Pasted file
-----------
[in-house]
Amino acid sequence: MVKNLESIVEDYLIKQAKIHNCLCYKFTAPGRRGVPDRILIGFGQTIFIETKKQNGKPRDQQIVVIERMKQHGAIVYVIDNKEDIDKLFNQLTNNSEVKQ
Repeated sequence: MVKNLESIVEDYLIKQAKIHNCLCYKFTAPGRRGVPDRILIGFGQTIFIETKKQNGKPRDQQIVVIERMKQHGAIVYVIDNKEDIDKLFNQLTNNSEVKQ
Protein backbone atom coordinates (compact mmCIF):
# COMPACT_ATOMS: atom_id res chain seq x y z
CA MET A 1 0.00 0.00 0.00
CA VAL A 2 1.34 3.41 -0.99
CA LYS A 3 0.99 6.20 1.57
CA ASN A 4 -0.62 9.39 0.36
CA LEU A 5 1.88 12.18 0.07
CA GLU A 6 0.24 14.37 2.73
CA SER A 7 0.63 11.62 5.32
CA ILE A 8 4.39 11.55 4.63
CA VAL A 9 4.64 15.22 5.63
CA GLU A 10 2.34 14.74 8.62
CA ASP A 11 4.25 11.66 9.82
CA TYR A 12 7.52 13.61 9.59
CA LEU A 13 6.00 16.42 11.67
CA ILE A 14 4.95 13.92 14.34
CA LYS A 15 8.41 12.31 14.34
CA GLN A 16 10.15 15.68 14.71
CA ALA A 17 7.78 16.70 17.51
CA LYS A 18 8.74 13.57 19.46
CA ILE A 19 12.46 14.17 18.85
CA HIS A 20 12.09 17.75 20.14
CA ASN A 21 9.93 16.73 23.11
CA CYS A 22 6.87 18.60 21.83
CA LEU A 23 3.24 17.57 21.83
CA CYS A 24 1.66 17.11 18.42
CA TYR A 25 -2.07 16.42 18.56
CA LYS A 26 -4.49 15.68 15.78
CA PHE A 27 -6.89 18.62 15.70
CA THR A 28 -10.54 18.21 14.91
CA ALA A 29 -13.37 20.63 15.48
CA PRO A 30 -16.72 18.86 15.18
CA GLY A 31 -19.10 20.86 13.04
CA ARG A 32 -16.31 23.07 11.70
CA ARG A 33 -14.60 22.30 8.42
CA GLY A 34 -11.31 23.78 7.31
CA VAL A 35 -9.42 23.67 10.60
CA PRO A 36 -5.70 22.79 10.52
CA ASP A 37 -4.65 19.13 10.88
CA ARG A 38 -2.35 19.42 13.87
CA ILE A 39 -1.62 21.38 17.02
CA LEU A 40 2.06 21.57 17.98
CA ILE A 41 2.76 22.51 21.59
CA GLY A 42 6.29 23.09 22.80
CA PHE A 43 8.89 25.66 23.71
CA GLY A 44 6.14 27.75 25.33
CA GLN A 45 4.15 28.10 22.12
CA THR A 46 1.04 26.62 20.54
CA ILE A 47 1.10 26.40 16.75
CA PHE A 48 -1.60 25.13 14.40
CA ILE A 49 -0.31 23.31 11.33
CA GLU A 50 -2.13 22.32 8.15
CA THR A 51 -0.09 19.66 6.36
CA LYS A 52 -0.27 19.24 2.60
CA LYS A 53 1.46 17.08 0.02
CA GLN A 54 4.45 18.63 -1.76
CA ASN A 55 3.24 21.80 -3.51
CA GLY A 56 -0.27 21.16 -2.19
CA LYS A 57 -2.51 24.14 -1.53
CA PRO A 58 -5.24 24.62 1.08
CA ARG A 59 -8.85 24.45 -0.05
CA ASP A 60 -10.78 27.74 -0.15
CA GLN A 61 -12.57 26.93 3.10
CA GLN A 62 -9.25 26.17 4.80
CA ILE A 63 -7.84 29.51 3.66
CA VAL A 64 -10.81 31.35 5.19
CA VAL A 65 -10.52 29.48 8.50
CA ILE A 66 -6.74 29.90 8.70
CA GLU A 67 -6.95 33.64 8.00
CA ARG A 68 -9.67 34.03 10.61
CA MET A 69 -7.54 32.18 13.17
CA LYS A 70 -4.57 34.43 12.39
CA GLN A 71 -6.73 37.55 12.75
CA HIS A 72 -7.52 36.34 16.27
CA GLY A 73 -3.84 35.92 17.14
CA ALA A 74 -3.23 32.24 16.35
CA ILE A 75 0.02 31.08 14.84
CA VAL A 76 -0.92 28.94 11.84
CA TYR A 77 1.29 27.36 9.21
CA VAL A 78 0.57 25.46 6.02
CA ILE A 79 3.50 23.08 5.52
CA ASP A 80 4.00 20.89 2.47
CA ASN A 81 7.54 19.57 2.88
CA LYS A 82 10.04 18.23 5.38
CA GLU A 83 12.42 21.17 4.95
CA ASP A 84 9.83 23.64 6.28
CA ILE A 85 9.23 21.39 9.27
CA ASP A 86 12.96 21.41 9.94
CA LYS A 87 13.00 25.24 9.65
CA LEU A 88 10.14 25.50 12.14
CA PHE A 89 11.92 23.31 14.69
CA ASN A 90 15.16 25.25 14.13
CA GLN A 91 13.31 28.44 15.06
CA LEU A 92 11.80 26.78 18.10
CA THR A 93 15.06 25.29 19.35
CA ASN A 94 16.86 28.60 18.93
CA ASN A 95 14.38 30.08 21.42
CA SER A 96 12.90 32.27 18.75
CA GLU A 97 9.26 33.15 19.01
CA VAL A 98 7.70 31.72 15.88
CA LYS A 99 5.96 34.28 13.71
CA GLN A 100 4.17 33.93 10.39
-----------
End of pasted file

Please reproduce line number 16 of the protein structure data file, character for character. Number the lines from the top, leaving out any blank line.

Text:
CA ASP A 11 4.25 11.66 9.82